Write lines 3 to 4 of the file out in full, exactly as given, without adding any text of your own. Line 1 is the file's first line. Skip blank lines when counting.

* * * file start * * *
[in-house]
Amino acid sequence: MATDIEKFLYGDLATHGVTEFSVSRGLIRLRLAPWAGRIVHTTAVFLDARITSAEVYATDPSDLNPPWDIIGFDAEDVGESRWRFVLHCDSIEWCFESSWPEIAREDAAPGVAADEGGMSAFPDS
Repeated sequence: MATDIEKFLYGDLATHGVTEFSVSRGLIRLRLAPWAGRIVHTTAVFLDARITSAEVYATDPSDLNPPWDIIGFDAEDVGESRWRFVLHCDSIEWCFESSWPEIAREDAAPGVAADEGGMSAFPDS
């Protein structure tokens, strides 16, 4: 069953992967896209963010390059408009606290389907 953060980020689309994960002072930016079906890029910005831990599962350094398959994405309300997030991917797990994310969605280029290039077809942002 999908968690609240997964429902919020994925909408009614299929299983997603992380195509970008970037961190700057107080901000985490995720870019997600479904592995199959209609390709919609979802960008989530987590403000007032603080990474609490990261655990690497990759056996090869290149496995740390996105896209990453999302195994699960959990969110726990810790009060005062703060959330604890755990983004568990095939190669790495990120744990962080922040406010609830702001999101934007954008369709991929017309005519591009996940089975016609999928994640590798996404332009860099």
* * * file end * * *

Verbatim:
Repeated sequence: MATDIEKFLYGDLATHGVTEFSVSRGLIRLRLAPWAGRIVHTTAVFLDARITSAEVYATDPSDLNPPWDIIGFDAEDVGESRWRFVLHCDSIEWCFESSWPEIAREDAAPGVAADEGGMSAFPDS
């Protein structure tokens, strides 16, 4: 069953992967896209963010390059408009606290389907 953060980020689309994960002072930016079906890029910005831990599962350094398959994405309300997030991917797990994310969605280029290039077809942002 999908968690609240997964429902919020994925909408009614299929299983997603992380195509970008970037961190700057107080901000985490995720870019997600479904592995199959209609390709919609979802960008989530987590403000007032603080990474609490990261655990690497990759056996090869290149496995740390996105896209990453999302195994699960959990969110726990810790009060005062703060959330604890755990983004568990095939190669790495990120744990962080922040406010609830702001999101934007954008369709991929017309005519591009996940089975016609999928994640590798996404332009860099």